3. Organizations have inconsistent procedures, and state regulations do not adequately regulate promoter contracts;
These are sports franchises, not ranking or sanctioning bodies. There don't need to be consistent procedures for how they are doing business as long as they are doing so legally. Pepsi doesn't run its business the same as Coca-Cola...and that is fine. These franchises should be allowed to operate in any (legal) way that they see fit to make a profit. Profit made by sports franchises trickles down into the amount of money that fighters make. So fighters are benefited by organizations putting on cards that they feel will attract the most viewers (read: money). I don't see any way that MMA contracts need to be regulated in the same manner as boxing contracts simply because these franchises operate daily business differently from each other.
4. Difficulty for state commisssions to individually monitor promoter-boxer contracts, and necessity of a federal mechanism to prevent hidden agreements
I will never argue against a bit more oversight on the contracts fighters are signing. And the "hidden agreements" thing could easily be applied to the "under the table bonuses" that fighters are getting. However, I have a feeling if you were to ask the fighters if they'd like to get rid of those bonuses they'd probably say no. A bit more transparency would be a good thing...But again, you have to remember the difference in how MMA and boxing work.
5. Promoters forcing boxers to give options in return for getting a title fight.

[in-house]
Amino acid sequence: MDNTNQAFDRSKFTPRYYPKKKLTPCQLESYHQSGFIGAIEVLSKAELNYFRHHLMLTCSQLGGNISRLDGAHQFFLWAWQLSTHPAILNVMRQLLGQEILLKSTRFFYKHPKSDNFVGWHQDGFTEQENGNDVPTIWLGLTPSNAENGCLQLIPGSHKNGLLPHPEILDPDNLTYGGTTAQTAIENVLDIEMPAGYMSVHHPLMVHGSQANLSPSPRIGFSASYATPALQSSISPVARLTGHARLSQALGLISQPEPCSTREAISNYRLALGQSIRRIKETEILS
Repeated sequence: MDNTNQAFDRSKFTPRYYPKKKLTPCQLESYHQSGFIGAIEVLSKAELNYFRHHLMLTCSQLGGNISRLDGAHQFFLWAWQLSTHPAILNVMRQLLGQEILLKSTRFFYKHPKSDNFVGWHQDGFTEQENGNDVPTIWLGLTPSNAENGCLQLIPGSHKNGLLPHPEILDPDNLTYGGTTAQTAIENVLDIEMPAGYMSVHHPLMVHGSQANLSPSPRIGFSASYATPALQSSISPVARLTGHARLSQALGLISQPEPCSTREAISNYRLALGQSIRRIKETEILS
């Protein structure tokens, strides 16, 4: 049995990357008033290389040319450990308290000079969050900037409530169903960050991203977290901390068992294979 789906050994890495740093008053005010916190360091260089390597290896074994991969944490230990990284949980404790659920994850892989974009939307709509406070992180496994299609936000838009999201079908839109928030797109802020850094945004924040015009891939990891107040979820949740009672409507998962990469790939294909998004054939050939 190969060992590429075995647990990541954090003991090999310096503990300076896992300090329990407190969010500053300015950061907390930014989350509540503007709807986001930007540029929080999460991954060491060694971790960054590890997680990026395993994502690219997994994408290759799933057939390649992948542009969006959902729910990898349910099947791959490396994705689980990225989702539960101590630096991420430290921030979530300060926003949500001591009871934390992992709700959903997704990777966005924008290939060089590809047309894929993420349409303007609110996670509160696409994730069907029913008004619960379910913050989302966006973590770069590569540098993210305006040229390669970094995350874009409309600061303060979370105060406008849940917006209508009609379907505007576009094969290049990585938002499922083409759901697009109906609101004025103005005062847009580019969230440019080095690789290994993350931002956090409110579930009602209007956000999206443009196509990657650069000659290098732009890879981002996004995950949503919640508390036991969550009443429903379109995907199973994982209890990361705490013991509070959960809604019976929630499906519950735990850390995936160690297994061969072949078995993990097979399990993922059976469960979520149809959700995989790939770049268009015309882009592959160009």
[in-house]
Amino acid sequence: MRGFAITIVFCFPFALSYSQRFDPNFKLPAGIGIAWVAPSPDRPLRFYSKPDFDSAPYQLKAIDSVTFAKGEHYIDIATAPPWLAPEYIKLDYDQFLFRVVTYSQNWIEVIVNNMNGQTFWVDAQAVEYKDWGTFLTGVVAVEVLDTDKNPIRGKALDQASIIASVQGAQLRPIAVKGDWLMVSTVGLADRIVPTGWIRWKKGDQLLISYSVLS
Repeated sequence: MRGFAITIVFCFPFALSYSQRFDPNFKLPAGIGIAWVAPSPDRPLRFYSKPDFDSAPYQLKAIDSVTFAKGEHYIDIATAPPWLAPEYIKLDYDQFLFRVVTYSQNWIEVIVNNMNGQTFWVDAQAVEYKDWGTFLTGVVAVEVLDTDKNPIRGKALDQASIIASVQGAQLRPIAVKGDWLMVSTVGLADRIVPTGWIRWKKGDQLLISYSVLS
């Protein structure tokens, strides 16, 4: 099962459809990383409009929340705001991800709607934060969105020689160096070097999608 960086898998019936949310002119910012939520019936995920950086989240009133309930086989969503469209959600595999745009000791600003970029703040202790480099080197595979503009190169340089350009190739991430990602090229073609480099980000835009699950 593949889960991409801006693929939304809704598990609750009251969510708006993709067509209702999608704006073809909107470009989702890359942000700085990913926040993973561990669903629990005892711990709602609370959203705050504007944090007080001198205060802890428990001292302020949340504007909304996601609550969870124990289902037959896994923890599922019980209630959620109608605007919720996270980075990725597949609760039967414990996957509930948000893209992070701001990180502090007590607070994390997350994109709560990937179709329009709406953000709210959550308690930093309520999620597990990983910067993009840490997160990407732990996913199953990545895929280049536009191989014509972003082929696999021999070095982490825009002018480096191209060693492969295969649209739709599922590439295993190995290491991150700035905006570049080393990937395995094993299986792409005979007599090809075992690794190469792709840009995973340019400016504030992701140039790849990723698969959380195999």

I don't think this really applies in the current MMA landscape in any real way. I suppose the rumored (I have never heard this actually confirmed) "auto-renewing contracts" if a fighter is a champion in the UFC could fit to a degree. Even if the contracts which automatically renew if you are champion do exist I can't say that it is a bad thing. If champions were leaving organizations with regularity you'd have an even more confusing and less stable environment for the sport. Again, I don't think any major organization is intentionally screwing with the championship situation for any corrupt means. I guess Forrest Griffin may not be the true number 1 contender for the UFC Light Heavyweight Championship. But it is a fight that should make a good deal of money, and he did beat who was generally considered the #1 light heavyweight in the world in Shogun. So that is hardly a "corrupt" move. I just don't see where things are that bad when it comes to the MMA title scene.
I can not stress enough that the Ali Act was created for a sport with a completely different organizational structure than MMA. To simply say "what is good for one has to be good for the other" shows an ignorance in understanding the differences and a willingness to play with fire in regards to changing the make-up of the sport's landscape. If you want to push for an act specifically catered to MMA, with a focus on ensuring that fighters are being compensated fairly, are provided with health insurance and have a pension plan set up (ironically all focal points of WAMMA, an organization which I am not a fan of) I am all for that. But if you're familiar with boxing you'll notice that the Ali Act has done nothing to address any of those things for the very sport it was created for...do we really think it would do so for our sport?
As the Korean proverb says "Carve the peg by looking at the hole"